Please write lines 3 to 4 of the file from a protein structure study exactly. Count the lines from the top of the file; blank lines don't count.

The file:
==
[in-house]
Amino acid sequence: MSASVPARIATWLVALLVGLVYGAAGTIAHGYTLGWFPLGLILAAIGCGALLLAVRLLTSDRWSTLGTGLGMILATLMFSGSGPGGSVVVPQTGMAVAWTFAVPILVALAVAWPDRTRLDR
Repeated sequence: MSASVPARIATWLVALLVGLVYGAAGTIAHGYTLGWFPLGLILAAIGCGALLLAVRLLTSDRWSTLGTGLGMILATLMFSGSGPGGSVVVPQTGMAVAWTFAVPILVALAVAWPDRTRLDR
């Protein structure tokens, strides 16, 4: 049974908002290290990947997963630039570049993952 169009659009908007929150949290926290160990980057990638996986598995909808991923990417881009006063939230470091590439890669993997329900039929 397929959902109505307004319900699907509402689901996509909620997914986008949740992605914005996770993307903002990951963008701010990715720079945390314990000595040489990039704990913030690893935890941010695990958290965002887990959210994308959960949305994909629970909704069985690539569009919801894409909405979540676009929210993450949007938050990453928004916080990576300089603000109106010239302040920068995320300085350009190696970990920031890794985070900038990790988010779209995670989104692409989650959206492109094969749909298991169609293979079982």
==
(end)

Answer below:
Repeated sequence: MSASVPARIATWLVALLVGLVYGAAGTIAHGYTLGWFPLGLILAAIGCGALLLAVRLLTSDRWSTLGTGLGMILATLMFSGSGPGGSVVVPQTGMAVAWTFAVPILVALAVAWPDRTRLDR
């Protein structure tokens, strides 16, 4: 049974908002290290990947997963630039570049993952 169009659009908007929150949290926290160990980057990638996986598995909808991923990417881009006063939230470091590439890669993997329900039929 397929959902109505307004319900699907509402689901996509909620997914986008949740992605914005996770993307903002990951963008701010990715720079945390314990000595040489990039704990913030690893935890941010695990958290965002887990959210994308959960949305994909629970909704069985690539569009919801894409909405979540676009929210993450949007938050990453928004916080990576300089603000109106010239302040920068995320300085350009190696970990920031890794985070900038990790988010779209995670989104692409989650959206492109094969749909298991169609293979079982």